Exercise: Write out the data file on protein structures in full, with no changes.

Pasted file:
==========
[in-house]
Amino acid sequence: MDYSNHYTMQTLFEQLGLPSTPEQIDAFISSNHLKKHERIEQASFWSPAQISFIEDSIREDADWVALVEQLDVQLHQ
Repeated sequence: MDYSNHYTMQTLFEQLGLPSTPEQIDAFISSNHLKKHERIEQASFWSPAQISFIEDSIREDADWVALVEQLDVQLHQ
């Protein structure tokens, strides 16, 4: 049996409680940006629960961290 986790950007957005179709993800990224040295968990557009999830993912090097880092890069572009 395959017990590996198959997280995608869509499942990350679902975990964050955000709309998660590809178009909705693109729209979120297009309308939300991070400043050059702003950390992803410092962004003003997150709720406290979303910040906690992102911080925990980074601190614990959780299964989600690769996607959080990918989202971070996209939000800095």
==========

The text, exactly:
[in-house]
Amino acid sequence: MDYSNHYTMQTLFEQLGLPSTPEQIDAFISSNHLKKHERIEQASFWSPAQISFIEDSIREDADWVALVEQLDVQLHQ
Repeated sequence: MDYSNHYTMQTLFEQLGLPSTPEQIDAFISSNHLKKHERIEQASFWSPAQISFIEDSIREDADWVALVEQLDVQLHQ
């Protein structure tokens, strides 16, 4: 049996409680940006629960961290 986790950007957005179709993800990224040295968990557009999830993912090097880092890069572009 395959017990590996198959997280995608869509499942990350679902975990964050955000709309998660590809178009909705693109729209979120297009309308939300991070400043050059702003950390992803410092962004003003997150709720406290979303910040906690992102911080925990980074601190614990959780299964989600690769996607959080990918989202971070996209939000800095």